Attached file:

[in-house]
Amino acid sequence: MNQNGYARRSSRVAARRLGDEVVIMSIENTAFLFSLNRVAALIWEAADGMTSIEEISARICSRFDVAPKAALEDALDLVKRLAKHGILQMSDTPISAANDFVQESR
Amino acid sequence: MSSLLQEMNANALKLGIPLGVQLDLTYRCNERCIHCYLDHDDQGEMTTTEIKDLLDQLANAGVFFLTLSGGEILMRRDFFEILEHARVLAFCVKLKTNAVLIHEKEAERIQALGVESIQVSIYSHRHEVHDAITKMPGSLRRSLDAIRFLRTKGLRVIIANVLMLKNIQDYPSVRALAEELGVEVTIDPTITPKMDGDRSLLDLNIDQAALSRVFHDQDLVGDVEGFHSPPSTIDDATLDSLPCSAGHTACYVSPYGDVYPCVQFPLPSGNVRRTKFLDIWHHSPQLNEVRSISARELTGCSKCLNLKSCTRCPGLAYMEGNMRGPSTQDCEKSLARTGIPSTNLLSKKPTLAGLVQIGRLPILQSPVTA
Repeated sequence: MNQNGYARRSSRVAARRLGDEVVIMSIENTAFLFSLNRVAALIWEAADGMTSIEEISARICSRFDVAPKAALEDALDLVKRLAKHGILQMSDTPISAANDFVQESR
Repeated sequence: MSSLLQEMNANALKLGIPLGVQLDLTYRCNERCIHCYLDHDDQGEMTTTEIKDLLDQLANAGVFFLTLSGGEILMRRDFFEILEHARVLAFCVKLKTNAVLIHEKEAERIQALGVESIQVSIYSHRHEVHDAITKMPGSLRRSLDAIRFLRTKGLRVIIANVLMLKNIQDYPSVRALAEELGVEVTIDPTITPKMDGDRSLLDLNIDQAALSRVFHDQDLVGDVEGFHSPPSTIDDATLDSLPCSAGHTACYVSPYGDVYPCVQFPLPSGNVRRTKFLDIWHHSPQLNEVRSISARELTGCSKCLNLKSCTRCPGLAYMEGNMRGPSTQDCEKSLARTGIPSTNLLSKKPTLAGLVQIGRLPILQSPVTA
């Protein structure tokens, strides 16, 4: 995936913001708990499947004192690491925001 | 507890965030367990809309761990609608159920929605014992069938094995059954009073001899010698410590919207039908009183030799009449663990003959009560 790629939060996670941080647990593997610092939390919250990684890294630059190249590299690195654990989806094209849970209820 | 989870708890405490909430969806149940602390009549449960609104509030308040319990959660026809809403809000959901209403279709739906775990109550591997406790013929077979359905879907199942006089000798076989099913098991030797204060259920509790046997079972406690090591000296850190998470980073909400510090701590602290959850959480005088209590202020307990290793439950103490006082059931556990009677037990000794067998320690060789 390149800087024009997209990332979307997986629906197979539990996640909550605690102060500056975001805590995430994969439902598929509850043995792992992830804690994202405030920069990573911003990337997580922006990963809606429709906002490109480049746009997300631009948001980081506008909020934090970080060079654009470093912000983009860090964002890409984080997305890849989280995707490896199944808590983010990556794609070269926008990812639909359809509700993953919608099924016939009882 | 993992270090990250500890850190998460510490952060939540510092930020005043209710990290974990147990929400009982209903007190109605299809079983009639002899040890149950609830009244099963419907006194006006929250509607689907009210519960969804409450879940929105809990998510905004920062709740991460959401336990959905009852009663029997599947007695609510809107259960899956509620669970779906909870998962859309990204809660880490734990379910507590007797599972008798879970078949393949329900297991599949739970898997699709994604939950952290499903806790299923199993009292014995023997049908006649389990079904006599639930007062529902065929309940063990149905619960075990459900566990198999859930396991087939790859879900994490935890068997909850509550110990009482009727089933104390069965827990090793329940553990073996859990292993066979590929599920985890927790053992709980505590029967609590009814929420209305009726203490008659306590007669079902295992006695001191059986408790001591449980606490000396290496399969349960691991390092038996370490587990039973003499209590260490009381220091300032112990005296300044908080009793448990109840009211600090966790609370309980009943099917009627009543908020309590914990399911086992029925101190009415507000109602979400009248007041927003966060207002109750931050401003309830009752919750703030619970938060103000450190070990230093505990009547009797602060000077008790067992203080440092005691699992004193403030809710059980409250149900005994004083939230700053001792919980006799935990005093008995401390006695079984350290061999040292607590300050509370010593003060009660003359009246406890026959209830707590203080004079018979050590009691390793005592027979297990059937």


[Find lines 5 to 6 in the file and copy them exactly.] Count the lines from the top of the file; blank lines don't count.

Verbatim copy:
Repeated sequence: MSSLLQEMNANALKLGIPLGVQLDLTYRCNERCIHCYLDHDDQGEMTTTEIKDLLDQLANAGVFFLTLSGGEILMRRDFFEILEHARVLAFCVKLKTNAVLIHEKEAERIQALGVESIQVSIYSHRHEVHDAITKMPGSLRRSLDAIRFLRTKGLRVIIANVLMLKNIQDYPSVRALAEELGVEVTIDPTITPKMDGDRSLLDLNIDQAALSRVFHDQDLVGDVEGFHSPPSTIDDATLDSLPCSAGHTACYVSPYGDVYPCVQFPLPSGNVRRTKFLDIWHHSPQLNEVRSISARELTGCSKCLNLKSCTRCPGLAYMEGNMRGPSTQDCEKSLARTGIPSTNLLSKKPTLAGLVQIGRLPILQSPVTA
């Protein structure tokens, strides 16, 4: 995936913001708990499947004192690491925001 | 507890965030367990809309761990609608159920929605014992069938094995059954009073001899010698410590919207039908009183030799009449663990003959009560 790629939060996670941080647990593997610092939390919250990684890294630059190249590299690195654990989806094209849970209820 | 989870708890405490909430969806149940602390009549449960609104509030308040319990959660026809809403809000959901209403279709739906775990109550591997406790013929077979359905879907199942006089000798076989099913098991030797204060259920509790046997079972406690090591000296850190998470980073909400510090701590602290959850959480005088209590202020307990290793439950103490006082059931556990009677037990000794067998320690060789 390149800087024009997209990332979307997986629906197979539990996640909550605690102060500056975001805590995430994969439902598929509850043995792992992830804690994202405030920069990573911003990337997580922006990963809606429709906002490109480049746009997300631009948001980081506008909020934090970080060079654009470093912000983009860090964002890409984080997305890849989280995707490896199944808590983010990556794609070269926008990812639909359809509700993953919608099924016939009882 | 993992270090990250500890850190998460510490952060939540510092930020005043209710990290974990147990929400009982209903007190109605299809079983009639002899040890149950609830009244099963419907006194006006929250509607689907009210519960969804409450879940929105809990998510905004920062709740991460959401336990959905009852009663029997599947007695609510809107259960899956509620669970779906909870998962859309990204809660880490734990379910507590007797599972008798879970078949393949329900297991599949739970898997699709994604939950952290499903806790299923199993009292014995023997049908006649389990079904006599639930007062529902065929309940063990149905619960075990459900566990198999859930396991087939790859879900994490935890068997909850509550110990009482009727089933104390069965827990090793329940553990073996859990292993066979590929599920985890927790053992709980505590029967609590009814929420209305009726203490008659306590007669079902295992006695001191059986408790001591449980606490000396290496399969349960691991390092038996370490587990039973003499209590260490009381220091300032112990005296300044908080009793448990109840009211600090966790609370309980009943099917009627009543908020309590914990399911086992029925101190009415507000109602979400009248007041927003966060207002109750931050401003309830009752919750703030619970938060103000450190070990230093505990009547009797602060000077008790067992203080440092005691699992004193403030809710059980409250149900005994004083939230700053001792919980006799935990005093008995401390006695079984350290061999040292607590300050509370010593003060009660003359009246406890026959209830707590203080004079018979050590009691390793005592027979297990059937």